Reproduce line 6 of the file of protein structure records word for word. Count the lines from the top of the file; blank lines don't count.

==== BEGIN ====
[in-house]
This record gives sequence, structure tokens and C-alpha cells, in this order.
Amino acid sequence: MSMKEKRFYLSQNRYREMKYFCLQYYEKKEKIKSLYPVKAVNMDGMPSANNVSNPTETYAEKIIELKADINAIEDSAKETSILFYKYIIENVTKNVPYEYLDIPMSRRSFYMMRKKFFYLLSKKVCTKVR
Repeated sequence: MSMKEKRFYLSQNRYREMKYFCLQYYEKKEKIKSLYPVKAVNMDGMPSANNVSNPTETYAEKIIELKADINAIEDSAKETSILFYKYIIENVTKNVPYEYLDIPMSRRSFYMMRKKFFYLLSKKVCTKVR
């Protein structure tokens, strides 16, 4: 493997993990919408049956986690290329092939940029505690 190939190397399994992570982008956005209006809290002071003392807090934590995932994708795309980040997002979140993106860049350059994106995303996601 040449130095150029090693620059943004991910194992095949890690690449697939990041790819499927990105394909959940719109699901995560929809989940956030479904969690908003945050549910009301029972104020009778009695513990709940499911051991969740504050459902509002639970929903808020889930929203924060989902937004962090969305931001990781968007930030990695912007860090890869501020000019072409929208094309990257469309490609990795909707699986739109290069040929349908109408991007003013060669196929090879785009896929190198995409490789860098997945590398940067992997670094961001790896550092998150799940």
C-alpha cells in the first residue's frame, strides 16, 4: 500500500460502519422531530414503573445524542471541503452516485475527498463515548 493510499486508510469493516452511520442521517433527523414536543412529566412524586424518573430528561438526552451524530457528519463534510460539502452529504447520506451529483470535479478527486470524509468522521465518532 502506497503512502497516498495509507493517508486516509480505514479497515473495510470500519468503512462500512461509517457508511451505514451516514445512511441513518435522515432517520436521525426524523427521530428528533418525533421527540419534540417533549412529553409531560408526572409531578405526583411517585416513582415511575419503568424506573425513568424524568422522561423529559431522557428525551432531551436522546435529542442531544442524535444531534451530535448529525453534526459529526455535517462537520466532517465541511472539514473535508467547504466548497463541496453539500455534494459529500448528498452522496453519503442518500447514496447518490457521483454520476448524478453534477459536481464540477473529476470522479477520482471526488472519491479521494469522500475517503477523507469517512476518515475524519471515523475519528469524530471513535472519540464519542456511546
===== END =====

C-alpha cells in the first residue's frame, strides 16, 4: 500500500460502519422531530414503573445524542471541503452516485475527498463515548 493510499486508510469493516452511520442521517433527523414536543412529566412524586424518573430528561438526552451524530457528519463534510460539502452529504447520506451529483470535479478527486470524509468522521465518532 502506497503512502497516498495509507493517508486516509480505514479497515473495510470500519468503512462500512461509517457508511451505514451516514445512511441513518435522515432517520436521525426524523427521530428528533418525533421527540419534540417533549412529553409531560408526572409531578405526583411517585416513582415511575419503568424506573425513568424524568422522561423529559431522557428525551432531551436522546435529542442531544442524535444531534451530535448529525453534526459529526455535517462537520466532517465541511472539514473535508467547504466548497463541496453539500455534494459529500448528498452522496453519503442518500447514496447518490457521483454520476448524478453534477459536481464540477473529476470522479477520482471526488472519491479521494469522500475517503477523507469517512476518515475524519471515523475519528469524530471513535472519540464519542456511546